First, the advice in both statements is, to me, great advice to heed, because I have found in my life that these things are true. Whether you subscribe to either passage, or even both, the idea of paddling your own canoe is a noble one and honestly, the one that truly defines you, in my opinion.

Second, to point out the difference of the misrepresentation of the original quote. The irony here is that it is a quote to tell you not to believe anything you read simply because you read it, and it is itself a falsely referenced quote (maybe intentionally done to reinforce the conundrum its offering, but that’s a tad conspiracy theory, isn’t it?).

TL;DR: See with your eyes, hear with your ears, feel with your fingers, and greatly and meticulously observe and experience your whole reality as much as possible.  Do this and you may just find that the words of others have little to no sway over the person that you become.

Then again, if you do decide to do this, will you have done it because I said to, or because you believe you should?

Ah, and so the paradox persists.

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One team, one fight.

The title needs work, I think.  But I’ve had this vision of WoW characters being able to merge.  It’s two separate scenarios, really.


Scenario 1.

The first one follows the theme of many Final Fantasy games.  You level a character, and you level the jobs (read:classes) separately.  It is a lot of work — more work than leveling a single character with a single class.  Imagine if you will, leveling a priest.  Now, you choose a race, you choose priest, you level from 1-level cap, and you train your professions and you work on achievements and you collect toys and transmog and bags and raid and play and fight and do all the things that the game has to offer.  Over time, you’ve accomplished a lot on this character.  But, you tire of playing a priest all the time, and you want to try something else.

So, you make a new character.  You choose the race you want and you choose mage, and you level your mage from level 1 again and you pick different professions and you repeat a lot of the same content again and you’re re-awarded achievements, and you have to re-level your professions, and you can never, ever catch that mage up to the priest you spent so much time on, no matter how hard you try.  And even if you do, by the time you’ve effectively made the mage your new main, the priest still has all that time played, all that work an effort.  And now it sits.

Sure, you can log on the priest and play it too.  But, with the exception of achievements, toys, pets, and (some) mounts (and that’s not always either), the two are mutually exclusive.

Now, lets tweak this scene.

So you start the game, pick a race, pick a class (priest) and off you go.  You play the game to your heart’s content.  You negotiate many obstacles, encounter awesome things that are unique to your gaming experience.  You’ve raided, you got your realm firsts and your feats of strength, you and your raid team were the first to step food in that new raid.  You are loving life.  But, playing the priest gets a little boring, so you decide to try something new.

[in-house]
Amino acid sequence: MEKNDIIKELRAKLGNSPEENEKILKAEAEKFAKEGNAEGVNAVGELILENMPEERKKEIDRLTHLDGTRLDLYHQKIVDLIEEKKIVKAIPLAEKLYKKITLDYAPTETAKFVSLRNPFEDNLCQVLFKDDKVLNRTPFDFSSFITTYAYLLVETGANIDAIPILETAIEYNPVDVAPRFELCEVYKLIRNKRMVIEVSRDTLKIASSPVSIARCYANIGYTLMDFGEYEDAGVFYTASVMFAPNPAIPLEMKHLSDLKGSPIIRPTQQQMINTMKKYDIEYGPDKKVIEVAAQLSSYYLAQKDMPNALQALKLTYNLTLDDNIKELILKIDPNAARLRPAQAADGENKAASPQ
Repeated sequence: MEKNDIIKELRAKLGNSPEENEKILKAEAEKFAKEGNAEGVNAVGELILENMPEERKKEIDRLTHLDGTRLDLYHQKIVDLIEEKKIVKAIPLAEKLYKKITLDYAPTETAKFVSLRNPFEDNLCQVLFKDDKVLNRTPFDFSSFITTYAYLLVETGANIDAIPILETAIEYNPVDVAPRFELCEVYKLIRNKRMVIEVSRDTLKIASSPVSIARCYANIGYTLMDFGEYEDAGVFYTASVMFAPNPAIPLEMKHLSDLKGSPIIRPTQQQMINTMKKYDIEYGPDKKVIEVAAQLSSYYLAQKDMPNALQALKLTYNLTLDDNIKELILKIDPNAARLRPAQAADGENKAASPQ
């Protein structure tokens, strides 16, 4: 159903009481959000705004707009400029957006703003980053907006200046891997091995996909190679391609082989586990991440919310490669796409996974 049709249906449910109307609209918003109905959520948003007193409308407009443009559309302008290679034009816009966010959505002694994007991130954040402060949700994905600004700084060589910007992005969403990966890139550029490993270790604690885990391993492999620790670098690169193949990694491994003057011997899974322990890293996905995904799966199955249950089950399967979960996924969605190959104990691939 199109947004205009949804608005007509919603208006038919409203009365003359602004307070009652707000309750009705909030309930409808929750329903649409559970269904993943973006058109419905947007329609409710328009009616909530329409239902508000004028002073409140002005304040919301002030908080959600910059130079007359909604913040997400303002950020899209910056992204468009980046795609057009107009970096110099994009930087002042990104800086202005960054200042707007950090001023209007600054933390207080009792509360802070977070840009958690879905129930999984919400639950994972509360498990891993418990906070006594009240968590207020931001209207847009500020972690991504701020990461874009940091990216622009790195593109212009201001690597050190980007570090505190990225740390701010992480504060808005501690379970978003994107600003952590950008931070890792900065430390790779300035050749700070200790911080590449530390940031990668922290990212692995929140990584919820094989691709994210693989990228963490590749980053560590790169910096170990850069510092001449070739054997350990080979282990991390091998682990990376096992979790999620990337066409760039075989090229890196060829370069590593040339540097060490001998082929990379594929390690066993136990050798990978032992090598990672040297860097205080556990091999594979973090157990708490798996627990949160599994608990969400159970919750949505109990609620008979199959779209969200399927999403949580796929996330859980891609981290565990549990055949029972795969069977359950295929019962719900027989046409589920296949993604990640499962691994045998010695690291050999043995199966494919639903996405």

So, you change your alternate spec to a mage.  Suddenly you’re scaled to a level 1 mage.  You have all the same restrictions as a level 1.  You can no longer get into that raid unless you change specs(classes).  You start leveling again.  This time you take a different path for leveling and you explore different quest lines, you unlock new transmog options for both your priest and your mage (cloth wearers after all).  You get to max level and you set your loot specialization to be Arcane Mage.  Sometimes you raid with your guild as a priest, collecting gear for the mage, (not that they’re so different, but you see what I mean).  One day, you go to raid and they say they have a new healer that wants to play in the raid team.  You say “No problem, I’ll change to mage.” You still get that Ahead of the Curve achievement on your main character even though you mage’d it instead of priest’d it.

The second scenarios is not offering you a faster means to anything.  You still level your classes just like you’d have done on a separate character.  The difference is, your time played, your professions and skills, your quest collection, your transmog, your non-account-wide achievements, they’re all still there.  All the rep you gathered? STILL THERE.

“But, what if I want to play a different race?”

This would be a great reason to make a second character.  Because you want to actually have two characters in two spaces.

“But I like having them separate”

You can keep them separate if you want! This isn’t suddenly prevented.

“Wouldn’t I eventually run out of quests to do?”

Sure, unless they made quests only count once for your Lorewalker and only award the rep for the first time completion, instead of making the quests vanish forever.  (This also allows for you to complete quest lines that you really liked again!)


Scenario 2

The 2nd scenario is similar to the other one, but requires that you’d have leveled other characters ahead of time.  This is more for people who have a million alts and really just want one main.  I’m in this boat!  I have a 90+ of every single class and across all my characters over 400 days played.  But not a single character has more than 180 days played.  I also have a ton of fish caught across all my toons.  And I grinded rep from various expansions across all of them.  I have a paladin I played in vanilla, and a hunter in BC, and a Paladin/DK/Mage combo I played in Wrath, and a Shaman in Cata, and a Monk in MOP and beyond (A brewmaster, in fact 😉 )

Well as it stands, I have to grind out SO MUCH REP on that Monk to have any chance of catching him up to my Paladin, or my Shaman.  Or to all of them.  I don’t even PLAY those characters anymore! I just keep them because I’m afraid if I delete them, then I’ll lose the FoS and Achievements, and all the nostalgia.  But imagine if my time played, and all the statistics, and your rep, achievements (as though you got them, not just account wide), and everything unique to that character, could be transferred to another at the cost of deleting that character.

You aren’t skipping any steps.  You are simply re-allocating the work to a different character.


Anyway, that’s my long winded post.  Tim next time.